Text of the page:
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Re: Hacking into private files, my credit card purchases, personal correspondence or anything that is mine is trespassing and criminal.
From: "Mary Landesman" <mlande () bellsouth net>
Date: Sat, 9 Oct 2004 02:08:02 -0400

Again, there's the problem with perception.

I don't interpret Jan's post as whining about the insecurity of the Internet
per se. To me, it appears he is simply noting, quite correctly IMO, that
there is an idiotic notion prevailing that somehow, because the Internet
*is* insecure, that it gives every thug with a keyboard the right to break
into other people's property.

And from what I've read, an awful lot of folks seem to be defending that
idiotic notion with comments like 'being on the Internet is voluntary' or
'people are inherently evil'. The former I see as being immaterial (and a
ludicrous statement to begin with). The latter I perceive as being cynical
and just a form of rationalization. I think the same about the comment that
it's all just a by-product of curiousity.

I am not a fan of regulating the Internet either. However, it will be the
thugs breaking in via their keyboards that bring about regulation, not those
who complain about it nor those who are victimized by it. So long as some
persist in trying to break it or break in, there will be a push to somehow
fix it. And that is where the laws will come into play.

-- Mary

----- Original Message ----- 
From: "Alen Capalik" <wiretap () gmail com>
To: "Mary Landesman" <mlande () bellsouth net>
Cc: "Andrew Smith" <stfunub () gmail com>; "Banta, Will"
<will.banta () broadwing com>; "morning_wood" <se_cur_ity () hotmail com>;
<full-disclosure () lists netsys com>
Sent: Friday, October 08, 2004 7:55 PM
Subject: Re: [Full-disclosure] Hacking into private files, my credit card
purchases, personal correspondence or anything that is mine is trespassing
and criminal.


Ok, this will be my last post on this subject.  It's getting borring,
and I have work to do.  My point is that, as in real life, we need
security on the Internet because of the way people choose to behave.
I, you and most others choose to behive in a "socially excepted"
manner, which is to say we choose not to brake rules (or if you want
to call them laws, even thou I get scared when I hear any laws of any
countery being applied to Internet).  However, other people (script
kiddies, kids with way too much time, and crackers) choose to brake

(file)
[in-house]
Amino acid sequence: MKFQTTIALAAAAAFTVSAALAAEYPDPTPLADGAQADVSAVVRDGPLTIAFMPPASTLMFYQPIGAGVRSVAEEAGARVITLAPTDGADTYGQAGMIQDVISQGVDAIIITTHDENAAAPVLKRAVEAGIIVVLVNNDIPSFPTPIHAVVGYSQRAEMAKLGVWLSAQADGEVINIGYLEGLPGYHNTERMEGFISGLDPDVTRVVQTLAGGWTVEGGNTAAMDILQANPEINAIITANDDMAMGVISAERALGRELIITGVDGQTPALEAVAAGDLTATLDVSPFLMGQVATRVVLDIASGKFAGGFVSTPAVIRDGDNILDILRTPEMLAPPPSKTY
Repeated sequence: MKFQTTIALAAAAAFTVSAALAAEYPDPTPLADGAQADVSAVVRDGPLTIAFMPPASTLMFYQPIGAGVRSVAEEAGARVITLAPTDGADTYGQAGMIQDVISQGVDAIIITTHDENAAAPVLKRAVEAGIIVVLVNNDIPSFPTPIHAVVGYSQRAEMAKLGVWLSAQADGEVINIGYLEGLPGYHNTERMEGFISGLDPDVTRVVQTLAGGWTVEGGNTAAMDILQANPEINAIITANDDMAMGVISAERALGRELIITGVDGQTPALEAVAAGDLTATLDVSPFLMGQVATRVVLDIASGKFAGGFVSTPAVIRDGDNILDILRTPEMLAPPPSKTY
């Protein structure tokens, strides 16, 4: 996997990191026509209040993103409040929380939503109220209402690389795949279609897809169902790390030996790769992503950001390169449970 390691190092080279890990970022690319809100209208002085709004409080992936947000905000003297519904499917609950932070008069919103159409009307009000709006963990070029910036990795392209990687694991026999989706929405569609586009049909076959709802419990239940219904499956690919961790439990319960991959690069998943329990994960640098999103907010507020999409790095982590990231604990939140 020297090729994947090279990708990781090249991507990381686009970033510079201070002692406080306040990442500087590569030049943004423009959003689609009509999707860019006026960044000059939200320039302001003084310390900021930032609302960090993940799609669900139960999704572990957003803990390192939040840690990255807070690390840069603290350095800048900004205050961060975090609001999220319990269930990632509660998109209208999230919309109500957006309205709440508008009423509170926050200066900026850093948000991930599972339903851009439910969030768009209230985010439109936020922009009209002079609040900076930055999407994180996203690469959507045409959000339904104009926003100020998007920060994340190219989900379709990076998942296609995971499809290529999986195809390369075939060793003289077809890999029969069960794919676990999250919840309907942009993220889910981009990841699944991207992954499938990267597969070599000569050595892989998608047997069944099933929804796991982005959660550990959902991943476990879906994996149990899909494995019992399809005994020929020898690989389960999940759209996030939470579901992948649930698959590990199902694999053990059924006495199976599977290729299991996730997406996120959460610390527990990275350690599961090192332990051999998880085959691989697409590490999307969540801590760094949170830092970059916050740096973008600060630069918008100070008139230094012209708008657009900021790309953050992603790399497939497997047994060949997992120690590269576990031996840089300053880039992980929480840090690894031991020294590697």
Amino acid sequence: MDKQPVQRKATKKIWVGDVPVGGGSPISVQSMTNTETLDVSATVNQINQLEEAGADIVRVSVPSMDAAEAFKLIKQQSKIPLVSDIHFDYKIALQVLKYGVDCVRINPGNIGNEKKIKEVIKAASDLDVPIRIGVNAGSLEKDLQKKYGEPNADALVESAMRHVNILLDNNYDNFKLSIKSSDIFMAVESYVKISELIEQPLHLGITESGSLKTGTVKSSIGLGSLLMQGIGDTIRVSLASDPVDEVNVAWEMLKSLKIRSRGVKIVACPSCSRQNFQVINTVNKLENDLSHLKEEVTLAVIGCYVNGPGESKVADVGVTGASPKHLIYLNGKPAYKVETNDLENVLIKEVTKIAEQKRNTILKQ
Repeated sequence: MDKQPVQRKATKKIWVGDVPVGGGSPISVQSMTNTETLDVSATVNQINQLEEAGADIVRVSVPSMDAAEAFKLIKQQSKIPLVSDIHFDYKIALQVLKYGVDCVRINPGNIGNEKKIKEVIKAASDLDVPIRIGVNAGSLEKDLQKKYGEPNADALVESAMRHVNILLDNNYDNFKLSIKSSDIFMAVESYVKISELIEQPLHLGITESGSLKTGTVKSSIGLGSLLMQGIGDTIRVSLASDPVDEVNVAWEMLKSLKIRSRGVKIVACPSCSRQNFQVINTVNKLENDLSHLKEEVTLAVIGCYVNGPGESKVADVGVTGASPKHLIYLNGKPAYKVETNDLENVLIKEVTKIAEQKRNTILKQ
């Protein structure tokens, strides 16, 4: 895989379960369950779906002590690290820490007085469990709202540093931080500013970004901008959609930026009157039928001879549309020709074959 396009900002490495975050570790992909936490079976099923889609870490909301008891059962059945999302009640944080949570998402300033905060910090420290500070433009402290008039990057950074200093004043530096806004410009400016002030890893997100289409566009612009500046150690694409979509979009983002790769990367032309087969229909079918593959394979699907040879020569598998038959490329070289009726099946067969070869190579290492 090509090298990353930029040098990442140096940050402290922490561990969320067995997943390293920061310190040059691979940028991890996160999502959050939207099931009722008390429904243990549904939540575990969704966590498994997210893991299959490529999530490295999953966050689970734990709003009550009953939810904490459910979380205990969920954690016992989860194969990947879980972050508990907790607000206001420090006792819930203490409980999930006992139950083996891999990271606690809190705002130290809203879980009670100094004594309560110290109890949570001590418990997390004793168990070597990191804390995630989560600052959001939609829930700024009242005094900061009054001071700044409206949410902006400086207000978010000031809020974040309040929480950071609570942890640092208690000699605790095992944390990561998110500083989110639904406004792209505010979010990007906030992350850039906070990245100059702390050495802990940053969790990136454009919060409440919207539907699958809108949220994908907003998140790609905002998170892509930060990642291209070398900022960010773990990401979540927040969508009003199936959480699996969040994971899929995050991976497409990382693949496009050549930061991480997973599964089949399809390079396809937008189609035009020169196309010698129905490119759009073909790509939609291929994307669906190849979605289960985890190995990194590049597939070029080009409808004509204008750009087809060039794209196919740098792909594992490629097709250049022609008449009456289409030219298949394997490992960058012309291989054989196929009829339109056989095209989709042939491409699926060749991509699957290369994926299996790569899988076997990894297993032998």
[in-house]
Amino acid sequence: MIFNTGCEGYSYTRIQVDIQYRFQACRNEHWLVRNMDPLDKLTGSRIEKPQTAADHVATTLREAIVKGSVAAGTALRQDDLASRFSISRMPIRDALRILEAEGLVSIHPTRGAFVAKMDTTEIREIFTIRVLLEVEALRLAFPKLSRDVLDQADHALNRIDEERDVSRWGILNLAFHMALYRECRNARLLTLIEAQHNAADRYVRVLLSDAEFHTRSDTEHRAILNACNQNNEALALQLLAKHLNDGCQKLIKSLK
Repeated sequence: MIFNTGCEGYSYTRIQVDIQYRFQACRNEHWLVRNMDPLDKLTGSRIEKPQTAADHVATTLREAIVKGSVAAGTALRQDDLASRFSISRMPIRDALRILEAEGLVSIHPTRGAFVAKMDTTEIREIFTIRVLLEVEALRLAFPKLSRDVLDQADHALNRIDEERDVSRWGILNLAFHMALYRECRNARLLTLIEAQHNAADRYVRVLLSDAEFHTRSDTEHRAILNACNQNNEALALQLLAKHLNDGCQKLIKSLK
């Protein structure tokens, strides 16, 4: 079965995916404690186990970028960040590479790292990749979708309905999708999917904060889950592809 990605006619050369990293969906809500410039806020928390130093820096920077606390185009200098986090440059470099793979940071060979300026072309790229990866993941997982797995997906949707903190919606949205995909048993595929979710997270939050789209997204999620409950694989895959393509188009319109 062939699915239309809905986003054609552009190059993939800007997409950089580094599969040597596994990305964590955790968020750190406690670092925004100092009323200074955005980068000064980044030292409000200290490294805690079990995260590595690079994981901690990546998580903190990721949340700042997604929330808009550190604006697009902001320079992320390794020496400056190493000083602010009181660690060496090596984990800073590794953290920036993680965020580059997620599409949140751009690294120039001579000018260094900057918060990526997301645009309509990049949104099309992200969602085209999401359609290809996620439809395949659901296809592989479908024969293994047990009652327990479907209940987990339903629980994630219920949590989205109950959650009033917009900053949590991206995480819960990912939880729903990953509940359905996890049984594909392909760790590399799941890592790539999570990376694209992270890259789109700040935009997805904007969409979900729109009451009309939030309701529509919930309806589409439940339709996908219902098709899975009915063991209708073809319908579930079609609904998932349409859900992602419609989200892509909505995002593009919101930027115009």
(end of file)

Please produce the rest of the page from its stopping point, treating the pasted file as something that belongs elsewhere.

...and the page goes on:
into our computers.  Complaining about it on the Full-Disclosure list
won't change that, and applying some stupid laws to the Internet
because some kid decided to use a root kit he downloaded from the
Internet while his mama was at work is just plain DUMB.  Arguments
like this guy's from Citigroup, is what makes governments consider
regulating the Internet.  I OPPOSE REGULATION OF THE INTERNET.  I get
enough regulation on TV and Radio.

Just face it and get over it, there is going to be people who want to
get into your computers, as well as people who want to get into your
house.  It's the nature of a human being to be curious, and if you
give her/him an excuse, like wide open systems and networks, it's
going to happen.  If I leave a key on my house door, eventually
somebody is going to want to come in and look around.  What scares me
is that this guy from Citigroup is whining about this, and if he has
time whining about this, how much so called "UNIX Security
Consultation" is he doing to protect our bank accounts from
inevetable...  Thank you for listening...




On Fri, 8 Oct 2004 19:01:35 -0400, Mary Landesman <mlande () bellsouth net>
wrote:
I have to laugh, since I had the same thought as you! Except I interpreted
the childish behavior as coming from the side you seem to be defending.
:-)

Perception is everything.

IMO, arguing that our presence on the Internet is voluntary and that it
somehow excuses bad behavior is simply ridiculous. Heck, our presence in
our
homes, in our cars, in our jobs is all voluntary. Using that argument,
then,
should we just all have a greedy free for all?

And I don't agree with the rather cynical outlook of one poster who claims
we are somehow wired to be bad and that only negative consequences change
it. Sounds rather like a handly rationalization to me.

Stating that the Internet is somehow not real life is another
head-scratcher. It's people driven, it's a part of our lives, our careers,
our education. According to the dictionary, a society is "A group of
humans
broadly distinguished from other groups by mutual interests, participation
in characteristic relationships, shared institutions, and a common
culture."

Sounds much like the Internet to me. Would you argue that a society is not
part of real life and thus should be exempt from common courtesies,
morals,
and ethics?

-- Mary


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